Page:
The first thing that will strike many readers of The Geography of Thought(Nisbett) is that it boldly takes on what could be a controversial topic. Richard E. Nisbett claims that Asians (especially those from East Asia) and Westerners (cultures of European descent) think and even perceive differently in important ways and that these differences are sufficiently culturally embedded to make them statistically predictable for members of the cultures involved. Even the choice of the terms “Asian” and “Western” to define broadly large groups of disparate peoples may be found questionable by some. Nisbett recognizes this potential problem in his introduction, admitting that it may seem unfair, in particular to some of East Asian origin, to ignore the vast areas of differences within these cultures. Nisbett, however, does not shy away from these characterizations. They are central to his task.
The author starts with an introduction to his subject outlining the breadth and depth of his investigation. He believes that the differences he sees in different cultural matrices are not limited to a few cultural artifacts but that they form the basic cognitive orientations which direct and, to some extent, determine how individuals think about, act in, and perceive the world and other people around them. He hints at a much broader enterprise when he characterizes Westerners as being oriented toward rules and categories, while East Asians are oriented toward context, both human and natural. Because the differences he sees lie at such a basic level of cognition, Nisbett can apply his observations across many disciplines and areas of study. Science and mathematics, economics, language, philosophy, and the social sciences are all brought under the lens of the author’s investigation.
Nisbett’s first chapter is a historical sketch contrasting ancient Greece and ancient China. He credits ancient Greece with the development of the idea of personal agency. To modern readers living in individualistic societies, it might seem strange to imagine any culture not based on individual freedom and responsibility, but on this point the author has support from many students of both ancient and modern cultures. According to Nisbett, the ancient Chinese represent a specific version of another (far more common, according to many social scientists) cultural pattern: The Chinese believed in and acted upon the idea of collective agency. For them, everything was to be done within a pattern of prearranged roles and networks of mutual obligations under a hierarchical system of organization. The Chinese goal was using politeness strategies to get along with others, as opposed to the Greek goal of using competitive strategies to get ahead of (or at least free from) others.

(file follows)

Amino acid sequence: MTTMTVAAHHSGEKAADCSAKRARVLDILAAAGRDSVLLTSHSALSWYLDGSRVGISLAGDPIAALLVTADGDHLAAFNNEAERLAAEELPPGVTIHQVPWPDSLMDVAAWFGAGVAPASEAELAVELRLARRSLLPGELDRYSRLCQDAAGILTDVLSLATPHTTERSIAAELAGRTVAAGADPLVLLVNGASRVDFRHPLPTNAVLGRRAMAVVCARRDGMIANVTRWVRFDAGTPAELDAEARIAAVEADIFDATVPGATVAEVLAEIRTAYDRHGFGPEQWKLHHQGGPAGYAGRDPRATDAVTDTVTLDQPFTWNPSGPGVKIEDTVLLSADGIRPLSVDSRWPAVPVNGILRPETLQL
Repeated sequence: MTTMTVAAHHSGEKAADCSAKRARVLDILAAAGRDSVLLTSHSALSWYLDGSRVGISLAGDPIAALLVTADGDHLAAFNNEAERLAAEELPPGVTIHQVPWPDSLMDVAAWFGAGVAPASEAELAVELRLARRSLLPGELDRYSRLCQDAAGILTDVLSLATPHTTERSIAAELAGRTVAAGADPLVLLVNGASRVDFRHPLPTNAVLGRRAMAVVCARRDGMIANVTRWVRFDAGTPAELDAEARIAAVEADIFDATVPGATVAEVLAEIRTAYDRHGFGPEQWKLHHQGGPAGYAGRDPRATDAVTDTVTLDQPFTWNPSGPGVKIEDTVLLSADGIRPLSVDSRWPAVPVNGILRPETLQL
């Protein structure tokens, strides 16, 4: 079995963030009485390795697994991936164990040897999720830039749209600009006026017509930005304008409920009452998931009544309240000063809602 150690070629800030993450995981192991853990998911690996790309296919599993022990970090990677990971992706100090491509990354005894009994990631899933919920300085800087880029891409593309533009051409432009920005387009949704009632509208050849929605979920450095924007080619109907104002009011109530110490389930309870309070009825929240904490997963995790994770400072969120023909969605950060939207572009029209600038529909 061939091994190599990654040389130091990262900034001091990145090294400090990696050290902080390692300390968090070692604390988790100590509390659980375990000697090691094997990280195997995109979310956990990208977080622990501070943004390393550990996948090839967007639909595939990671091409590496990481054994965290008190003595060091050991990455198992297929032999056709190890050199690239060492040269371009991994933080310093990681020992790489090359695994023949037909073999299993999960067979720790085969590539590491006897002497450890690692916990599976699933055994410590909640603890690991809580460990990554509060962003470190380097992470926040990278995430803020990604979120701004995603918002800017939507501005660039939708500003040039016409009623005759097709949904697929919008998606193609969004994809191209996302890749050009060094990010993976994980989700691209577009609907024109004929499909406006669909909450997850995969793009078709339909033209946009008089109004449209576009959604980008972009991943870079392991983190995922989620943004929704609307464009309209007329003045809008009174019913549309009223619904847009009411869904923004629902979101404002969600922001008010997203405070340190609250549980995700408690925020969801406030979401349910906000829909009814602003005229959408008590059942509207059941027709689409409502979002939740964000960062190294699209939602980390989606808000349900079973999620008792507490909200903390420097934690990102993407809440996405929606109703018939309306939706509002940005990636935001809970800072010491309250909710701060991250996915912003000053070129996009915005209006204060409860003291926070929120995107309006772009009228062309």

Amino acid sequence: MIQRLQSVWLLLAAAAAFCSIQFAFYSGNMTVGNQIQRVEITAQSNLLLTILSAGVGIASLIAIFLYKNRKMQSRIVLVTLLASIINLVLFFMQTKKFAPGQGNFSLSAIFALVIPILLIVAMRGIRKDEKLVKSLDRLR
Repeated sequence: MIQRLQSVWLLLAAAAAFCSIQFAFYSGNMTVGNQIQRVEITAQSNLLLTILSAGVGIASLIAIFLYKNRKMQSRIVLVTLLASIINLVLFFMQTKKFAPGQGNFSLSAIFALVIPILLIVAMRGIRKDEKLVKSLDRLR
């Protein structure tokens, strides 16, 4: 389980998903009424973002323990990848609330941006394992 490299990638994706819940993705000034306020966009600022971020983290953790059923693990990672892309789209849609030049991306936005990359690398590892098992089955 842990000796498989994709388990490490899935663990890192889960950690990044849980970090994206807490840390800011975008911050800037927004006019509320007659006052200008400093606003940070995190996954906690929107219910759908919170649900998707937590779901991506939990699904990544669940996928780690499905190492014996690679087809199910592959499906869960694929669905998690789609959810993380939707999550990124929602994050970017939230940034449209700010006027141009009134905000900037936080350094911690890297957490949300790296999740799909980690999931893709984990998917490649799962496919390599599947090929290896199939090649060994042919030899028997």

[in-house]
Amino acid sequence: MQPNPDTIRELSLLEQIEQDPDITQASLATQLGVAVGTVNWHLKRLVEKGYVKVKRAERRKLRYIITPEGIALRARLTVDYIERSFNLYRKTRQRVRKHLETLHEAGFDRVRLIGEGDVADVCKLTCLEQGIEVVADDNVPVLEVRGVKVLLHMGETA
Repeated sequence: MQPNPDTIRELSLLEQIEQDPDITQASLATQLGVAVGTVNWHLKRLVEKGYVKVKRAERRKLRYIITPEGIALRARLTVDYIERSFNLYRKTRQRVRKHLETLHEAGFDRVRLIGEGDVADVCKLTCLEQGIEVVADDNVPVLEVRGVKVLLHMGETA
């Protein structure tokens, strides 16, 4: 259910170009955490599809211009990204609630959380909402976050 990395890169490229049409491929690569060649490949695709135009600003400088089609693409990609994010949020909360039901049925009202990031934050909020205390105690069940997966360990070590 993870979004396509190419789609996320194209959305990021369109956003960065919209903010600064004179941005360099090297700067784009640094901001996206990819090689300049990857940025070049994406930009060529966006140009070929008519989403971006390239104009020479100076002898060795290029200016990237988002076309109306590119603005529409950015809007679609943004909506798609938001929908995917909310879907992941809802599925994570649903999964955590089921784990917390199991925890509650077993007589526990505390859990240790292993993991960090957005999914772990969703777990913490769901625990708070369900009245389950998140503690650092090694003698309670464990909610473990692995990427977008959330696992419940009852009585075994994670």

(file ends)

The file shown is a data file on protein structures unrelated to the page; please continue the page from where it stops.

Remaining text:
Nisbett spends some time contrasting Greek and Chinese philosophies in the ancient world. He notes that the Greeks tended to have a concern not only for categorization but also for classification of their categories according to an idea—or even more, an ideal—of essence. For the Greeks, it was crucial to find the true nature of objects in the world, apart from what was constantly changing and transforming them. Thus, human beings retain their essential identities even as they age and die. The Chinese, in contrast, not only did not focus on what might be essential in objects but also did not focus on objects at all. For them, the salient features of reality were always to be found in fluid context, not in abstracted singularity.
In Nisbett’s second chapter, “The Social Origins of Mind,” he outlines what he considers to be the structure of “homeostatic socio-cognitive systems.” In what he himself might admit looks at first like a Western approach, he traces what he considers to be the roots of cognition, from ecology through economy, social structure, attention (or perception), metaphysics, epistemology, and finally cognitive processes. He escapes the linear trap, however, in that he sees this structure working as well in reverse and as being accessible at any point, such that the homeostatic system is self-contained and self-propagating. Nisbett admits that modern means of travel and communication have brought about unprecedented interaction between these disparate cultural types, but he claims that the distinctive modes of thought still persist. Furthermore, they can be, and have been, measured by a number of different psychologists and social scientists. Much of the rest of the book is given over to descriptions of just such studies.
In his third chapter, Nisbett describes of the fundamental difference between group-based and individualistic cultures. The author’s ideas on this point resemble those of British anthropologist Mary Douglas, though he apparently has come to his ideas by a different route, as he does not cite her. Nisbett lays out cultural differences between the cooperative East and the competitive West that...
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